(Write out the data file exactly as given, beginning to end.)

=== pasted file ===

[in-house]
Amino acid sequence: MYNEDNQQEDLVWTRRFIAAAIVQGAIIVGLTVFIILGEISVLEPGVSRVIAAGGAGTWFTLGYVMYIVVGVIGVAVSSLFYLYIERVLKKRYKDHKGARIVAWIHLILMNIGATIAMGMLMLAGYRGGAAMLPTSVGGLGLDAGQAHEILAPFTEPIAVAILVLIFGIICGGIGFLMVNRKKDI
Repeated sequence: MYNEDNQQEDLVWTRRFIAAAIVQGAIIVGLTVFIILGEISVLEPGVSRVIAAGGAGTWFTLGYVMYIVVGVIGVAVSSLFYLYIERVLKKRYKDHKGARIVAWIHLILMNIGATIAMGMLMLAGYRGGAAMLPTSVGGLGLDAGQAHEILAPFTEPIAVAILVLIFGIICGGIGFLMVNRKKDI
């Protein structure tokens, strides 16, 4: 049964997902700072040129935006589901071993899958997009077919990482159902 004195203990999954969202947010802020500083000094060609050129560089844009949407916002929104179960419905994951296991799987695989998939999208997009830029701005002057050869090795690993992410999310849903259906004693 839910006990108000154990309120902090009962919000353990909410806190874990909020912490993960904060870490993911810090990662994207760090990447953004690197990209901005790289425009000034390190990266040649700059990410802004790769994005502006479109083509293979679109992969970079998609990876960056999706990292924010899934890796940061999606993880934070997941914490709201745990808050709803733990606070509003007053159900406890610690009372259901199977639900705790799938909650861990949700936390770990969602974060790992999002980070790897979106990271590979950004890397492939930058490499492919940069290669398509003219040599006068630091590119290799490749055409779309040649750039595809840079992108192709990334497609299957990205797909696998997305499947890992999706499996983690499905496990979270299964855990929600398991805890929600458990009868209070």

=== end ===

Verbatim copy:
[in-house]
Amino acid sequence: MYNEDNQQEDLVWTRRFIAAAIVQGAIIVGLTVFIILGEISVLEPGVSRVIAAGGAGTWFTLGYVMYIVVGVIGVAVSSLFYLYIERVLKKRYKDHKGARIVAWIHLILMNIGATIAMGMLMLAGYRGGAAMLPTSVGGLGLDAGQAHEILAPFTEPIAVAILVLIFGIICGGIGFLMVNRKKDI
Repeated sequence: MYNEDNQQEDLVWTRRFIAAAIVQGAIIVGLTVFIILGEISVLEPGVSRVIAAGGAGTWFTLGYVMYIVVGVIGVAVSSLFYLYIERVLKKRYKDHKGARIVAWIHLILMNIGATIAMGMLMLAGYRGGAAMLPTSVGGLGLDAGQAHEILAPFTEPIAVAILVLIFGIICGGIGFLMVNRKKDI
């Protein structure tokens, strides 16, 4: 049964997902700072040129935006589901071993899958997009077919990482159902 004195203990999954969202947010802020500083000094060609050129560089844009949407916002929104179960419905994951296991799987695989998939999208997009830029701005002057050869090795690993992410999310849903259906004693 839910006990108000154990309120902090009962919000353990909410806190874990909020912490993960904060870490993911810090990662994207760090990447953004690197990209901005790289425009000034390190990266040649700059990410802004790769994005502006479109083509293979679109992969970079998609990876960056999706990292924010899934890796940061999606993880934070997941914490709201745990808050709803733990606070509003007053159900406890610690009372259901199977639900705790799938909650861990949700936390770990969602974060790992999002980070790897979106990271590979950004890397492939930058490499492919940069290669398509003219040599006068630091590119290799490749055409779309040649750039595809840079992108192709990334497609299957990205797909696998997305499947890992999706499996983690499905496990979270299964855990929600398991805890929600458990009868209070």